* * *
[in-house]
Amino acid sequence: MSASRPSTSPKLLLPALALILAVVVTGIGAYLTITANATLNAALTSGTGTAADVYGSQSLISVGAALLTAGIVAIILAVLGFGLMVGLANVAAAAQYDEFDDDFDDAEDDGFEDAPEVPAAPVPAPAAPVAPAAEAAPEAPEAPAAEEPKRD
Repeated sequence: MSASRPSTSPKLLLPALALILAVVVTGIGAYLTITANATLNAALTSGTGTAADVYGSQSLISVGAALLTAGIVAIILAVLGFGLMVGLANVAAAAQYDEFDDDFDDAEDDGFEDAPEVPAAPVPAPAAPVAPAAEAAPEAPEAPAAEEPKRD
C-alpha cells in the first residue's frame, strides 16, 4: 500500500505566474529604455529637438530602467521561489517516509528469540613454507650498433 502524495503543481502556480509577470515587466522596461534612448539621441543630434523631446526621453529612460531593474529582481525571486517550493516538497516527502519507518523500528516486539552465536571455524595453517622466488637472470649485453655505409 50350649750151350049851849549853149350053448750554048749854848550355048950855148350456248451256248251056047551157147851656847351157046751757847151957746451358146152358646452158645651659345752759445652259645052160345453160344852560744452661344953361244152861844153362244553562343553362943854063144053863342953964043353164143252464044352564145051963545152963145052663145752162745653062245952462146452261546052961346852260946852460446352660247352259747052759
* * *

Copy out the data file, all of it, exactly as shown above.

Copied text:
[in-house]
Amino acid sequence: MSASRPSTSPKLLLPALALILAVVVTGIGAYLTITANATLNAALTSGTGTAADVYGSQSLISVGAALLTAGIVAIILAVLGFGLMVGLANVAAAAQYDEFDDDFDDAEDDGFEDAPEVPAAPVPAPAAPVAPAAEAAPEAPEAPAAEEPKRD
Repeated sequence: MSASRPSTSPKLLLPALALILAVVVTGIGAYLTITANATLNAALTSGTGTAADVYGSQSLISVGAALLTAGIVAIILAVLGFGLMVGLANVAAAAQYDEFDDDFDDAEDDGFEDAPEVPAAPVPAPAAPVAPAAEAAPEAPEAPAAEEPKRD
C-alpha cells in the first residue's frame, strides 16, 4: 500500500505566474529604455529637438530602467521561489517516509528469540613454507650498433 502524495503543481502556480509577470515587466522596461534612448539621441543630434523631446526621453529612460531593474529582481525571486517550493516538497516527502519507518523500528516486539552465536571455524595453517622466488637472470649485453655505409 50350649750151350049851849549853149350053448750554048749854848550355048950855148350456248451256248251056047551157147851656847351157046751757847151957746451358146152358646452158645651659345752759445652259645052160345453160344852560744452661344953361244152861844153362244553562343553362943854063144053863342953964043353164143252464044352564145051963545152963145052663145752162745653062245952462146452261546052961346852260946852460446352660247352259747052759